Monday, February 22, 2016

Creating a Great Customer Experience (CX) Doesn’t Start with the Customer

Many organizations operate under the premise that everything revolves around the customer. They preach customer centricity and build endless programs focused on the front line delivering an exceptional customer experience. Well, that may not be the best way to do things.

Now, before your feathers get ruffled, let me explain.

Yes. Your customers are certainly important.
Yes. You should be engaging your front line employees, eventually.
Yes. You should be doing everything you can to create a positive CX, one that leads to customer loyalty.

But building a foundation for a strong CX does not in fact start with the customer.

It starts on the inside, with your managers.

Your managers, one of your biggest assets, are in the trenches. Their role is multi-faceted. They are expected to be effective leaders and also to engage the front line in the exact same way they expect the front line to engage the customer. Managers are, in fact, the choke point or the accelerant to creating a great CX and it all depends on how they treat your front line employees.

By focusing on the customers first, you are ignoring your biggest internal lever of success. The customer experience can never and will never exceed the employee experience, and your managers have full control over the employee experience. It’s kind of like working backwards.

So instead, go to your managers first. Help them understand not only how, but also WHY it’s crucial to engage your employees as if they were customers and provide them with a stellar experience. Provide your managers with the tools, resources and knowledge to bring everything full circle. Employee experience begets customer loyalty.

If you reverse your order and do it this way instead, the power that permeates from your managers will bleed into your workforce and then organically make its way to your customers. It’s a magical cycle that results in an impactful and meaningful customer experience.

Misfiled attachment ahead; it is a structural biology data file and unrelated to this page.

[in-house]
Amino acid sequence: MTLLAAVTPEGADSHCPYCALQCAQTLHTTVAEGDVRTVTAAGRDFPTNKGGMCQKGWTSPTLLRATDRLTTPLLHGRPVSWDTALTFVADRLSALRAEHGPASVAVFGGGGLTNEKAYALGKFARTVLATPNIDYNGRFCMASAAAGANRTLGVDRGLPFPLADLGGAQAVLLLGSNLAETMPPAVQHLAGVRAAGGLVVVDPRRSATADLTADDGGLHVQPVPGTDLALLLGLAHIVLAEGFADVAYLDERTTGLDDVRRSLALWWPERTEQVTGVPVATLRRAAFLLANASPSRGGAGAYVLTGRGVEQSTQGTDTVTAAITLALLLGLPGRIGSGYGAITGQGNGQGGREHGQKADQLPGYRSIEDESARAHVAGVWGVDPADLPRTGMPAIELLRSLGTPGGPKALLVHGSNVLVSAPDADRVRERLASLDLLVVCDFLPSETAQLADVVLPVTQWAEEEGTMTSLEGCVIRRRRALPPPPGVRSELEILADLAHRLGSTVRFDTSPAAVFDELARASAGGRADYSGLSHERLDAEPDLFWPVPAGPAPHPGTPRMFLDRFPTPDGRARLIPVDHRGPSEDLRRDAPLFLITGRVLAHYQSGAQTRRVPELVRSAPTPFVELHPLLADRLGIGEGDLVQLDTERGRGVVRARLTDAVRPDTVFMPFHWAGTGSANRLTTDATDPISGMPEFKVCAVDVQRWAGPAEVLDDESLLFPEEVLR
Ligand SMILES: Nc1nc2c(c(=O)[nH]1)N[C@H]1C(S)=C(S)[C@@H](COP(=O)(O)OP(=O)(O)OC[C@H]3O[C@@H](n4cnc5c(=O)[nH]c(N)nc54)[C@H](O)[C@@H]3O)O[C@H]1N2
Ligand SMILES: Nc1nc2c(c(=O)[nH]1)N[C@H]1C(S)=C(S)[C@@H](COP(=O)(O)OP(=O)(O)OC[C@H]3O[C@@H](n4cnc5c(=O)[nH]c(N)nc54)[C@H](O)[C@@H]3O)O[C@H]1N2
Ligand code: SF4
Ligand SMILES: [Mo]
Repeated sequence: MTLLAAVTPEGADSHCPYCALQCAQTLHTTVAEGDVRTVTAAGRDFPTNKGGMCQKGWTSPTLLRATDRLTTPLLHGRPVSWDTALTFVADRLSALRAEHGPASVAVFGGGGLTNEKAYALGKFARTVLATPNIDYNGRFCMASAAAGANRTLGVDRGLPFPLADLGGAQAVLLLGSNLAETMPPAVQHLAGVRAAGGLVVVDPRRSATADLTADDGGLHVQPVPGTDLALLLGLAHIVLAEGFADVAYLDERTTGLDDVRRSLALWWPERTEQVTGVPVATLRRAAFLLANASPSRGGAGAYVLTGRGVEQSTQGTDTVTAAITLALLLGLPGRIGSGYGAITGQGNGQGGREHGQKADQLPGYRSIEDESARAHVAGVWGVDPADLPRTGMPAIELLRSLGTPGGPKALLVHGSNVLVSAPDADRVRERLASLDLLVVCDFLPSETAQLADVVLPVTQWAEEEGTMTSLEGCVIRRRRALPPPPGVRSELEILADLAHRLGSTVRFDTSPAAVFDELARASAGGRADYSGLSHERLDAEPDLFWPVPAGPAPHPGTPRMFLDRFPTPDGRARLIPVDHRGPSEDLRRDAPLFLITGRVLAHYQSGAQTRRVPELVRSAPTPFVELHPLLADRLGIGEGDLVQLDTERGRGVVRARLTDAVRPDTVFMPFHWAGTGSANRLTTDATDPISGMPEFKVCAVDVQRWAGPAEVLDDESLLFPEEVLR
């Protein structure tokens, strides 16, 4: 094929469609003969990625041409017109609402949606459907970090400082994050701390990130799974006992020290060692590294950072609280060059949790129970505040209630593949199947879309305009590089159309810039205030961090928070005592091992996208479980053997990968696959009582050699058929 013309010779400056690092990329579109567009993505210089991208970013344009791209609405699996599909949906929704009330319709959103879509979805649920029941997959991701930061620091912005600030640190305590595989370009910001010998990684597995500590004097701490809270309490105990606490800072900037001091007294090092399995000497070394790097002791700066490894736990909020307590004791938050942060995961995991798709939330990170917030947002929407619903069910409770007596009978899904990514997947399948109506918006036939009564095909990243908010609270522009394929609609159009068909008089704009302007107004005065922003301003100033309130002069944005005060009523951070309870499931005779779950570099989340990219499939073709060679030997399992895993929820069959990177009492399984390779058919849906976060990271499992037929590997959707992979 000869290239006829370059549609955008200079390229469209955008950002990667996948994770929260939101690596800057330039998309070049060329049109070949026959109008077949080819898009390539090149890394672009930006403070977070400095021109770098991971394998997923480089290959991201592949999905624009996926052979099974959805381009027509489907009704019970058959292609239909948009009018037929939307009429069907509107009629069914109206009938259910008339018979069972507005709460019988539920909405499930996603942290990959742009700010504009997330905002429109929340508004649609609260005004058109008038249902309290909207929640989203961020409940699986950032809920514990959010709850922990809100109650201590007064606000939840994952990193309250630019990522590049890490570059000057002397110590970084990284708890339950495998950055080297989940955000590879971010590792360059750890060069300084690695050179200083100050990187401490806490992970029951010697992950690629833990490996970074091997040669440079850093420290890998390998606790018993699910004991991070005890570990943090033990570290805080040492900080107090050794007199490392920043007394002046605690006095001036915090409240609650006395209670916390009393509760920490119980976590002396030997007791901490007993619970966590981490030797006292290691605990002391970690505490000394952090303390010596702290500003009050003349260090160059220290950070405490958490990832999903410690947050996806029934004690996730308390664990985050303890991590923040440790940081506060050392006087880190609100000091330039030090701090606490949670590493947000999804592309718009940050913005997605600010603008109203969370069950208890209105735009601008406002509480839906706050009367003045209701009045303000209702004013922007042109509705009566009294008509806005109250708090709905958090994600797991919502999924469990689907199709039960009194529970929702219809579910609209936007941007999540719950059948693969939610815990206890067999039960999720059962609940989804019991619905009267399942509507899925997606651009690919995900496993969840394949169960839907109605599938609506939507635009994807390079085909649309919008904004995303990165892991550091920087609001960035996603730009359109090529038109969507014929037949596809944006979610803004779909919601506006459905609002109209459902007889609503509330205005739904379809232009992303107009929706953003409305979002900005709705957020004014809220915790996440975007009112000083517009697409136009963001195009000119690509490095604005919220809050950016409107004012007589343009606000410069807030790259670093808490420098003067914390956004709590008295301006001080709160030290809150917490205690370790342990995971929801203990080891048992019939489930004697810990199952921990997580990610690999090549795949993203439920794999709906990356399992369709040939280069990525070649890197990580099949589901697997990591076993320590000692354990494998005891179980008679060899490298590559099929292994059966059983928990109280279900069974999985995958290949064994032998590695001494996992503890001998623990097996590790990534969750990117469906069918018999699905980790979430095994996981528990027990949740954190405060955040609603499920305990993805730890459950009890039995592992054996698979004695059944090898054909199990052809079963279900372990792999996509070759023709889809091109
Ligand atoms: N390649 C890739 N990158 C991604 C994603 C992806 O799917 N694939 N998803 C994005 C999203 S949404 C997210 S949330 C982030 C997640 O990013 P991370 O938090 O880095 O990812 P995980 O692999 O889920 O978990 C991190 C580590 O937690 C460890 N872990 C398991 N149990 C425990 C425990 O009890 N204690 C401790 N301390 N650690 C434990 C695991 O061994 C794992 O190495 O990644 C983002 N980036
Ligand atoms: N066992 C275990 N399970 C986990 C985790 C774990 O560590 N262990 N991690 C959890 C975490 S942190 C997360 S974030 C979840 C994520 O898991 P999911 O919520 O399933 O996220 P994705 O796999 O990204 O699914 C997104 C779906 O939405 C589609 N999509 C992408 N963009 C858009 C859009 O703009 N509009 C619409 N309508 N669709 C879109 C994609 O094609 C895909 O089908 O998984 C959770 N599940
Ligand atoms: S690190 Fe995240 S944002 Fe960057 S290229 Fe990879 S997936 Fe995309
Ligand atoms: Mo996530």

Give it a try. You might just have one of those aha moments!



I’d love your thoughts on the topic so tweet me @GaryMagenta using #CreatingaKillerCX

Monday, February 8, 2016

Checking in on Zappos’ Holocracy Movement

Back in May, I wrote a blog about Zappos’ bold move to embrace a no-manager model. While a drastic tactic, I have always been a fan of moving away from the archaic managerial role and more toward one that revolves around coaching and development.

As part of Zappos’ strategy, CEO Tony Hsieh’s offered a severance package to employees who were not sold on the new direction. That’s how strongly he believes in the concept.

So, I was curious to see how things would take shape after some time and this recent Washington Post article providing an update immediately caught my attention.

By May, roughly 14 percent of the staff left and that number increased to 18% to date (that’s 260 people).

Chief operating officer Arun Rajan said “the majority of the recent group who left are managers who didn't fill critical roles within a company that no longer has traditional supervisors, as well as that it might have had to do some layoffs if there weren't enough people who took the buyout offer.”

Rajan went on to say, “While we have lost a number of folks, it is important to note that we have a significant group of highly talented individuals who will be staying to help move Zappos forward.”

What I think is most important to recognize in all of this, is that Hseih is totally committed to this progressive movement. He’s taking a huge, calculated risk and attempting to change the way organizations everywhere view the role of managers. While he knows he will lose employees, he’s choosing to focus and invest on those who stay and believe in his vision.